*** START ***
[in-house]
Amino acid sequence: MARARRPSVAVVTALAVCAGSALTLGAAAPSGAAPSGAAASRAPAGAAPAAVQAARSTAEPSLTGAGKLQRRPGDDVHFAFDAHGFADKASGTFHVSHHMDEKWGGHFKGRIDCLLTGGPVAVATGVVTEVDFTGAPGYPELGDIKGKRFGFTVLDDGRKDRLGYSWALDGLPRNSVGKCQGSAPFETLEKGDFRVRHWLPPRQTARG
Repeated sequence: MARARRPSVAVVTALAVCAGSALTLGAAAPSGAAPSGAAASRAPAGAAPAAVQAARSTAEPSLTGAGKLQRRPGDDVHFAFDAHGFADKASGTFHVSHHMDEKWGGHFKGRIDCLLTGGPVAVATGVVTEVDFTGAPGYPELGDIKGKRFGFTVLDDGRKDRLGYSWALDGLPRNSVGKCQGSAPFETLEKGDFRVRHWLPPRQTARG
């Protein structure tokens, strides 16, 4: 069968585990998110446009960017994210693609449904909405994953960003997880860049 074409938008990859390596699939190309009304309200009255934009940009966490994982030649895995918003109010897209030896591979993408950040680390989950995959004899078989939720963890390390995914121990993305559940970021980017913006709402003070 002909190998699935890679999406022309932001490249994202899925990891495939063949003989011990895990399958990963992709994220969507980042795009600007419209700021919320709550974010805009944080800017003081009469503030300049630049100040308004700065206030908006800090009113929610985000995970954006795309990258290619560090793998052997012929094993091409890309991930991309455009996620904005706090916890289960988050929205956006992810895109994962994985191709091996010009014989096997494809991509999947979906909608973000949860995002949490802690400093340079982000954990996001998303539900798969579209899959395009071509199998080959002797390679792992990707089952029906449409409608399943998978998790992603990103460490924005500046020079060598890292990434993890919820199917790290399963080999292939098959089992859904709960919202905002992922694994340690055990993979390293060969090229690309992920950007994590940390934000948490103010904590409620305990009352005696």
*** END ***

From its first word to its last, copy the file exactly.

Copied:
[in-house]
Amino acid sequence: MARARRPSVAVVTALAVCAGSALTLGAAAPSGAAPSGAAASRAPAGAAPAAVQAARSTAEPSLTGAGKLQRRPGDDVHFAFDAHGFADKASGTFHVSHHMDEKWGGHFKGRIDCLLTGGPVAVATGVVTEVDFTGAPGYPELGDIKGKRFGFTVLDDGRKDRLGYSWALDGLPRNSVGKCQGSAPFETLEKGDFRVRHWLPPRQTARG
Repeated sequence: MARARRPSVAVVTALAVCAGSALTLGAAAPSGAAPSGAAASRAPAGAAPAAVQAARSTAEPSLTGAGKLQRRPGDDVHFAFDAHGFADKASGTFHVSHHMDEKWGGHFKGRIDCLLTGGPVAVATGVVTEVDFTGAPGYPELGDIKGKRFGFTVLDDGRKDRLGYSWALDGLPRNSVGKCQGSAPFETLEKGDFRVRHWLPPRQTARG
């Protein structure tokens, strides 16, 4: 069968585990998110446009960017994210693609449904909405994953960003997880860049 074409938008990859390596699939190309009304309200009255934009940009966490994982030649895995918003109010897209030896591979993408950040680390989950995959004899078989939720963890390390995914121990993305559940970021980017913006709402003070 002909190998699935890679999406022309932001490249994202899925990891495939063949003989011990895990399958990963992709994220969507980042795009600007419209700021919320709550974010805009944080800017003081009469503030300049630049100040308004700065206030908006800090009113929610985000995970954006795309990258290619560090793998052997012929094993091409890309991930991309455009996620904005706090916890289960988050929205956006992810895109994962994985191709091996010009014989096997494809991509999947979906909608973000949860995002949490802690400093340079982000954990996001998303539900798969579209899959395009071509199998080959002797390679792992990707089952029906449409409608399943998978998790992603990103460490924005500046020079060598890292990434993890919820199917790290399963080999292939098959089992859904709960919202905002992922694994340690055990993979390293060969090229690309992920950007994590940390934000948490103010904590409620305990009352005696």